Western art is still defined by the cultural trajectory from the Renaissance to the Enlightenment, and the emerging bourgeoisie she describes were indeed at the vanguard of the revolutionary upheavals in European society at that time. For them, art was an important embodiment of their radical ideals and, eventually, represented truly revolutionary advances in the artistic life of those times (for example, in the works of artists like Beethoven and Schiller).
The situation now is quite different. No longer emerging, no longer in any way radical, the capitalists who make up the ruling class of today are the main obstacle to artistic development. One only has to think of the media's increasingly shrunken and reactionary worldview, chronic underfunding, manipulative advertising and the impoverished repetitions of so much "pop culture" to know this to be true.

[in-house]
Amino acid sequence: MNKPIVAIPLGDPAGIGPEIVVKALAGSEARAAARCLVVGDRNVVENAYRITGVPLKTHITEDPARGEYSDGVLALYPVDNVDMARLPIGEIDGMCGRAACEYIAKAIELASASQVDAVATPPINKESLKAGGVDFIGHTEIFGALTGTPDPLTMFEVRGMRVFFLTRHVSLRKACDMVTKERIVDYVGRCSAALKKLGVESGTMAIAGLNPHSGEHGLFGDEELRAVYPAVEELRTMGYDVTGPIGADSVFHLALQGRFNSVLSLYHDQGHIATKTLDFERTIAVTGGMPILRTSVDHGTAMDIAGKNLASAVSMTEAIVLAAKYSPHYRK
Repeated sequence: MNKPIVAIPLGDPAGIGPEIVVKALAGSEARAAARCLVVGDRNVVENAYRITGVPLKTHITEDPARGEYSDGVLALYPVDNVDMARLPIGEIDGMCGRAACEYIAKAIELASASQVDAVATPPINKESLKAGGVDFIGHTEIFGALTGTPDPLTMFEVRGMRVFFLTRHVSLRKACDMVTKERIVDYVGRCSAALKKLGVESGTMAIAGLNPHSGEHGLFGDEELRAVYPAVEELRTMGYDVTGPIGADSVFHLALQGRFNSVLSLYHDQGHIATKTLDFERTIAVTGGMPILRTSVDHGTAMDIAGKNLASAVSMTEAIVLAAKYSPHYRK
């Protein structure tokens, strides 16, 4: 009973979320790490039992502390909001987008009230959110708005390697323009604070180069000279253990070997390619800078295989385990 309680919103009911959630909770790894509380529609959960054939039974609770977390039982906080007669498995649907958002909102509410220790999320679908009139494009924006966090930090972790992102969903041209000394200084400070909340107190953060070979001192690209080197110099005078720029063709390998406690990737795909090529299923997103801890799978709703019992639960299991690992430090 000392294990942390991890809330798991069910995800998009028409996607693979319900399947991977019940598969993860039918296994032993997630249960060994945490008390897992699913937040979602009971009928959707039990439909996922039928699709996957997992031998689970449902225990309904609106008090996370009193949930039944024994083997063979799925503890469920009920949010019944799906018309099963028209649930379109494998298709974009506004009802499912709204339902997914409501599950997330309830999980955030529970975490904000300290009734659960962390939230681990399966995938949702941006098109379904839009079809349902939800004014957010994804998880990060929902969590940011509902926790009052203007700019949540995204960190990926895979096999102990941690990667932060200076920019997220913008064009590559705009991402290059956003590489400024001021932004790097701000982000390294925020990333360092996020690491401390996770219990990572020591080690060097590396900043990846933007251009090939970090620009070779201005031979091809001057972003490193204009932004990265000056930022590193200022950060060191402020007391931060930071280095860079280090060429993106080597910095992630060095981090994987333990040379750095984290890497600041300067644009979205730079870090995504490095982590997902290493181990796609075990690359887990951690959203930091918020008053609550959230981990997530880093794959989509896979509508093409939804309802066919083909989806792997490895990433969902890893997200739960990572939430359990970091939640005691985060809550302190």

To compare the opportunism of Sainsburys to the patronage of the Medicis seems a little phoney. And to state that "if people spend large sums at the top, then you have freedom of expression..." is nonsense. The fact that so much artistic production is now financed by big business is surely one reason why our "culture" is becoming so frighteningly homogeneous.
Professor Jardine's "intellectual" justification for the inevitable underfunding of the arts we can expect under New Labour is predictable. Art does not need a rich elite; the rich elite no longer needs art. Art needs an audience and, once again, a transformation of society.